Turiya is a Sanskrit word, meaning a state of pure consciousness, and in subtler terms, the silence one experiences after sound. It forms the inspiration for TURYA's name. Born Nicki Wells in South London, her upbringing spanned several continents and cultures which deeply influenced her vocal and songwriting approach, and cultivated her resonant melodies with an immersive warmth and unique quality.
These influences and experiences have helped create Ocean, TURYA's elemental debut body of work, and Echo, her latest EP.
TURYA's musical passion has far-ranging roots; there was the influence of her Swiss French Mother and her English Father (who had travelled widely in his own youth, and whose best friend at university had been the folk icon Nick Drake). There was also an early awakening, when she and her siblings were sent to school in Northern India; this was an all encompassing, inclusive experience, far from any ex-pat bubble.
“I grew up in Himachal Pradesh between the ages of 6 and 10, and just absorbed the sound, colours and culture of the region,” she explains. “When you’re a kid, I think you have the ability to easily adapt to your environment. The school was academic, but in the mornings, we’d also wake up and meditate as part of the curriculum. It was all about kids climbing trees and scratching their knees, with an emphasis on self-expression and not being saturated with materialism in a highly consumerist society.”
“There was so much beautiful nature; it was at the foothills of the Himalayas, so there was vast jungle and these epic white mountains, and that’s what you’d wake to see every day. It was also very international – we were with kids from India, America, Australia, Austria, all different parts of the world. Growing up with so many different languages and accents, I became very open to different ways of communicating. That’s how my musical ear began to develop; listening to an array of different sounds and languages."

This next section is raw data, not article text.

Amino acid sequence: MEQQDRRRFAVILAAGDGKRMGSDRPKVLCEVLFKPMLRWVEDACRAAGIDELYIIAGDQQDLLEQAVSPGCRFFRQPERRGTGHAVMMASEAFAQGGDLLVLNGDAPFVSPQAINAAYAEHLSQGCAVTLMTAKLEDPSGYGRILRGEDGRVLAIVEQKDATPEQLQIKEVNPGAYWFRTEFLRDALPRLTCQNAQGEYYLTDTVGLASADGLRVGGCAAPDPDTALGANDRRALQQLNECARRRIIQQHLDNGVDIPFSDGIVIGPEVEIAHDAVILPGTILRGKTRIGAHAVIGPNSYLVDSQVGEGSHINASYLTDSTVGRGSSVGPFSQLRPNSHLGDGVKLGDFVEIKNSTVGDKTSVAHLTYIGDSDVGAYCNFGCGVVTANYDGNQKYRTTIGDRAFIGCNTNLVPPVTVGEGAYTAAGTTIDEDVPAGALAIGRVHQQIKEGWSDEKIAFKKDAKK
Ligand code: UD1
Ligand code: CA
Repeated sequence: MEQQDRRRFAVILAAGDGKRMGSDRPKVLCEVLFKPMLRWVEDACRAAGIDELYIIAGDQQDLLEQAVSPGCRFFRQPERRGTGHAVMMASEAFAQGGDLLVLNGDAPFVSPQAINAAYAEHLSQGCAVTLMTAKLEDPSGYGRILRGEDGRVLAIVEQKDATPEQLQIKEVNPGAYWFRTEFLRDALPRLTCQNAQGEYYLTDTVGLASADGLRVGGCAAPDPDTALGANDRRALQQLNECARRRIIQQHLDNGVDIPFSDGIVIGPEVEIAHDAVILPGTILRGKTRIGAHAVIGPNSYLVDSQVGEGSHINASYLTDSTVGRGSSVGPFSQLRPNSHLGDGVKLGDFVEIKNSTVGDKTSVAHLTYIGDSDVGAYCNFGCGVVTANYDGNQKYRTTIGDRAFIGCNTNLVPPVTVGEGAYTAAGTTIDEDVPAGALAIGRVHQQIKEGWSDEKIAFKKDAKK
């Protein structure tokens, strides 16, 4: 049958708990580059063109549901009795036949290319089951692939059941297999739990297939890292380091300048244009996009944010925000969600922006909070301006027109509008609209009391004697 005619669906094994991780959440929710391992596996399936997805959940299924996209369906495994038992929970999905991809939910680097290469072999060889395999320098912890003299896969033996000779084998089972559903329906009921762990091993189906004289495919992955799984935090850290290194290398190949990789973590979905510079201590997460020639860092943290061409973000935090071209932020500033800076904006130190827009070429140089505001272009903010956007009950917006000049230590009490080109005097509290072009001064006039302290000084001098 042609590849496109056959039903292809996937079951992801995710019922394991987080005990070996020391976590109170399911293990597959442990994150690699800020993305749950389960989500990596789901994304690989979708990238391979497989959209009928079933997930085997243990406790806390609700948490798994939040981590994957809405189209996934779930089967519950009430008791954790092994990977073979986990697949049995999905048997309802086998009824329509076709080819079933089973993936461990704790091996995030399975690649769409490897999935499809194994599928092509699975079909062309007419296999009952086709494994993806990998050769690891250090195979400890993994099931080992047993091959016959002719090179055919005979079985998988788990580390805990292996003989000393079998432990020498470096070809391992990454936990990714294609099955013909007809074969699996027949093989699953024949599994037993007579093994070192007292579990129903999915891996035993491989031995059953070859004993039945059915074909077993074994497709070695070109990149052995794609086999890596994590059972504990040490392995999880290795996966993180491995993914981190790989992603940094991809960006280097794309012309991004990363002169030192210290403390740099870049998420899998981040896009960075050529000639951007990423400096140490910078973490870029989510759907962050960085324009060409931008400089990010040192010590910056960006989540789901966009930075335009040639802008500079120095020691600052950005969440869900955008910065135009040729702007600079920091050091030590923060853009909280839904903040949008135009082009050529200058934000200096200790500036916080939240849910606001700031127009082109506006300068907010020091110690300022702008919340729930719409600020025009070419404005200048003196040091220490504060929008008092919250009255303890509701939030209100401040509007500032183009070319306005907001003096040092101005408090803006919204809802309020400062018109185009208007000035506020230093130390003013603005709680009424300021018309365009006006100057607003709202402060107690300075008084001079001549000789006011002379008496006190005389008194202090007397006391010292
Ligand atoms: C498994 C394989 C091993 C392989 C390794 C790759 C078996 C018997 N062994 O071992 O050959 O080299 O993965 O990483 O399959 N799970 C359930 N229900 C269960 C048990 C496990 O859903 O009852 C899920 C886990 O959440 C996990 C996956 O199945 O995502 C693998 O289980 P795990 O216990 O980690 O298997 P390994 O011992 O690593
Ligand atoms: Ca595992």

When TURYA moved back to Britain aged 10 – this time to join her family in the Cotswolds – she embraced 1990s pop culture and performing arts, as well as drawing from varied influences for her own songs. “I was always a melody junkie,” she laughs. “I’ve gravitated towards singers who expressed themselves from a deep place emotionally, whatever the language or style.”
At 16, TURYA’s creative talent had secured her a place at the prestigious BRIT School in Croydon. Like countless young performers, this had been her original ambition – yet fate actually took her much further, and she suddenly decided to accept a place across the world: at Sydney’s own performing arts hot bed, The McDonald College. Lodging with family friends who were Blues musicians and artists, she joined several band's and threw herself into the city’s rich gigging scene, including regular jam sessions. “It was such a big musical education for me, because you had to learn to improvise, be fearless and creatively express yourself on the spot.” She recalls.